Last week I blogged about my progress in ECI 831 and how I thought I was slowly getting a handle on some of the things that we were trying to do. That was last week… before I sat in on a class with Scott Leslie and Brian Lamb and their discussion on remixing education. I had to re-listen to the class recording yesterday, because for part of the time, I was not even sure what they were talking about. It isn’t that I did not realize that such things existed and, of course, I had seen countless examples of mash-ups in various places. I just didn’t make the connection.
According to Scott Leslie, a mash-up is “taking 2 or more different things (be they content or services) and turning them into something else. I started doing some searches around the web for some ideas about mash-ups, so that I could get a better understanding. Most of my search time was spent at the web site, Rip! A Remix Manifesto. I watched 8 chapters of a documentary film about copyright and remix culture made by Brett Gaylor. The film is done in chapters, each dealing with different aspects of copyright vs. remix. Gregg Gillis, better known as Girl Talk, an artist that specializes in remix music, is the main focus of the documentary. At the end of each chapter is a invitation to add to the film at Open Source Cinema and create your own version of remix, so to speak.
Now, no wonder people like me feel a bit overwhelmed trying to keep up. I don’t know whether to give my brain a rest or keep hanging on in case I lose whatever progress I have made so far. I am not sure how I feel about remix… Is it breaking copyright law? Or is it necessary, so that we can be creative? As the film points out, copyright law was originally created to promote creativity and now it seems to be trying to control it. Is that true or does it depend on your perspective? Should I be in favor of copyright or copyleft?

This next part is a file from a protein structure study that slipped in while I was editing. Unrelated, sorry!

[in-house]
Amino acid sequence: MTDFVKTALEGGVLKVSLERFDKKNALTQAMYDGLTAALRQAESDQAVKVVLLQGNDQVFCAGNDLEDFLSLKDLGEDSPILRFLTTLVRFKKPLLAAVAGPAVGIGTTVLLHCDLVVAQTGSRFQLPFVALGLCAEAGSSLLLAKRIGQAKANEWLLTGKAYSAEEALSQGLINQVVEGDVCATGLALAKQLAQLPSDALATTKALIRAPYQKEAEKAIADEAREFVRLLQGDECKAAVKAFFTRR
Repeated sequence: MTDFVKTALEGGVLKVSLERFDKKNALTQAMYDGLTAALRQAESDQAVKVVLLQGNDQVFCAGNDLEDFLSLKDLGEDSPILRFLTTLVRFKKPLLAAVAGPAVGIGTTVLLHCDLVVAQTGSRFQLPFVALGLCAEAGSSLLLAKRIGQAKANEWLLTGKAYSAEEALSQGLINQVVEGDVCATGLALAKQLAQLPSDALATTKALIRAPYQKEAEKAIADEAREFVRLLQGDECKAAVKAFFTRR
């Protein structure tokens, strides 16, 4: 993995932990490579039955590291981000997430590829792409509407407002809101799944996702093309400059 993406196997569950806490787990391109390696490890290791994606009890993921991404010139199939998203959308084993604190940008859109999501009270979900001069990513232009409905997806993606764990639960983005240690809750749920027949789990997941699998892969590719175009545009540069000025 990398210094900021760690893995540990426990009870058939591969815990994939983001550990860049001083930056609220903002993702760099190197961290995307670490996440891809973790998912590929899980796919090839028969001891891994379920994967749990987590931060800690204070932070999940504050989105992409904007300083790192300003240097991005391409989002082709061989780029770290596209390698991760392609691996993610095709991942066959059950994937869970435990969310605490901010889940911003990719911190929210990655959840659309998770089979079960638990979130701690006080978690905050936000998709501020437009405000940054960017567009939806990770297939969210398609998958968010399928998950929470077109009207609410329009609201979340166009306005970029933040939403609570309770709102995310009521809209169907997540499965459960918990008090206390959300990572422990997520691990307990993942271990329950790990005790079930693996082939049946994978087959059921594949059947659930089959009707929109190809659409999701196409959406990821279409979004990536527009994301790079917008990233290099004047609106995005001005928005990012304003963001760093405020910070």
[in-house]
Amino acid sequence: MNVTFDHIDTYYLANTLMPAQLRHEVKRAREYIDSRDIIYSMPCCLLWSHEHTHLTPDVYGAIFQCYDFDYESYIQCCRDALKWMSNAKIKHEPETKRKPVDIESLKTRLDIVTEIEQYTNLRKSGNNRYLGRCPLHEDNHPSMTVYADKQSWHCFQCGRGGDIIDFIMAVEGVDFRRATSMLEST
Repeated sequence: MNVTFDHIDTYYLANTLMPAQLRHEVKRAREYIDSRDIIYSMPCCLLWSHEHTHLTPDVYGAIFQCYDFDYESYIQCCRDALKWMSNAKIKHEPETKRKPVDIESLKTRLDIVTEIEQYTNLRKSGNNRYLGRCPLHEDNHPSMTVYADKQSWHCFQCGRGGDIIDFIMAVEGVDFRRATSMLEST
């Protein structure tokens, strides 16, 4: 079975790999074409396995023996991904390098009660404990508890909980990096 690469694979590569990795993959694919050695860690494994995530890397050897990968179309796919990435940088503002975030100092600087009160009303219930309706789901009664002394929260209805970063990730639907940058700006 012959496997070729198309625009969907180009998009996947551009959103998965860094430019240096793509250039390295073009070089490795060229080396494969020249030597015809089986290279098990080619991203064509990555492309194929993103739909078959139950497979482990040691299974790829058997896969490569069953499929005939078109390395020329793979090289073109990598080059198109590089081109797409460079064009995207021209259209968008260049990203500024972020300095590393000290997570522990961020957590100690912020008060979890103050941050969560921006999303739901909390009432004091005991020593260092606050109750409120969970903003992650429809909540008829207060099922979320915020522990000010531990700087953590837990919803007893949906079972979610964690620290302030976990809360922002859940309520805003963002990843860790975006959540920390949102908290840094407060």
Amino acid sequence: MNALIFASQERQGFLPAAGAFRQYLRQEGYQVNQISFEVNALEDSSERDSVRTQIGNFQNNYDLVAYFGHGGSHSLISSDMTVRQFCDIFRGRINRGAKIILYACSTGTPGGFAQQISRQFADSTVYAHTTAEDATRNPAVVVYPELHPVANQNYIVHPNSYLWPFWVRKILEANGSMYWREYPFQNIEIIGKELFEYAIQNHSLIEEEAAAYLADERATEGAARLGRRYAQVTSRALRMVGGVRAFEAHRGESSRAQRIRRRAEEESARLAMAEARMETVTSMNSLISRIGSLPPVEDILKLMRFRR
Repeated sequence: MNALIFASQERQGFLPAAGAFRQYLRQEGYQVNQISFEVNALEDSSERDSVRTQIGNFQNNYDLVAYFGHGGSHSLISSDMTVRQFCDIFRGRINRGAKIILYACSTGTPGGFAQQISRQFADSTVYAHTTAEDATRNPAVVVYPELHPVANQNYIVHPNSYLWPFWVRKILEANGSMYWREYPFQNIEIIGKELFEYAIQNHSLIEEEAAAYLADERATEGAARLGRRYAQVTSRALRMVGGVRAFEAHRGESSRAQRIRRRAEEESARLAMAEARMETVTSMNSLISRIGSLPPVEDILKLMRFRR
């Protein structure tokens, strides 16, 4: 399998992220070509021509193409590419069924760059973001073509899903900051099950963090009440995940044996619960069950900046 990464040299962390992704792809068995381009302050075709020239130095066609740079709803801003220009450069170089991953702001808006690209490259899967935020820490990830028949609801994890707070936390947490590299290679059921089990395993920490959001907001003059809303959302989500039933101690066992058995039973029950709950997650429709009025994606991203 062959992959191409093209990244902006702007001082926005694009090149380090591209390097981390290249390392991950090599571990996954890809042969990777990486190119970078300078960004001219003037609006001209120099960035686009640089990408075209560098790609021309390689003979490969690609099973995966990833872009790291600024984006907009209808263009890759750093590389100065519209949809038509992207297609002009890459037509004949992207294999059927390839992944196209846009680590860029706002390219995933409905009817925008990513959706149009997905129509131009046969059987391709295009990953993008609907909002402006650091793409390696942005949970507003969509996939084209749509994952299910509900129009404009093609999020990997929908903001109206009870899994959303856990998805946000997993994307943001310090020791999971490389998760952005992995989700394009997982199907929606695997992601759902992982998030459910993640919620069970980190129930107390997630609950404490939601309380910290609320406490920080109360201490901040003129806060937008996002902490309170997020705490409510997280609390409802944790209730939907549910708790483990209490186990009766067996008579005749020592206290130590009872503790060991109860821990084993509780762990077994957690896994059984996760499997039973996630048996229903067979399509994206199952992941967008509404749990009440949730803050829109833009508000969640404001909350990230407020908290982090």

It is funny how I immediately made a connection in my own world to this whole discussion. The best part about the job that I have right now, as learning support teacher and vice-principal, is that I have the opportunity to be in a lot of different classrooms all the time, and observing kids doing some very cool stuff. On Friday, I wandered in to the grade 7 classroom, mainly because I had not been able to get in there for a long time, and got to be involved in a very interesting discussion on art and how the “idea” of art is changing. At one point, the teacher asked the students whether they thought that the changes in technology influence art and culture. Inside my head I was screaming “Yes! Yes!”. The students did think that technology does influence art, but seemed unsure as to exactly how that might happen.
Wow, is this a good time to introduce the whole remix and mash-up idea? I will forward some the the information that was discussed in our last class to the grade 7 teacher and she can do with it as she wishes. There is a study guide available on the Rip! A Remix Manifesto site that was put together by Adam Hodgins, a music and technology teacher at Selwyn House School in Montreal. It looked like it had some very interesting discussion questions.
I remember some aspects of this topic coming up once before earlier in the course when Jon Mott introduced the idea of creative commons and how that related to copyright.
In my search today I also came across a very interesting little mash-up video that was used as part of the last election campaign in the United States. One of the familiar political figures was mashed into scenes from the movie, “1984” based on a novel by George Orwell written in 1949.
So, at this point I think that I will have to continue to do a “mash-up” in my own brain and hang on for all that I am worth. It will only benefit me and my students. Catch you on the back channel.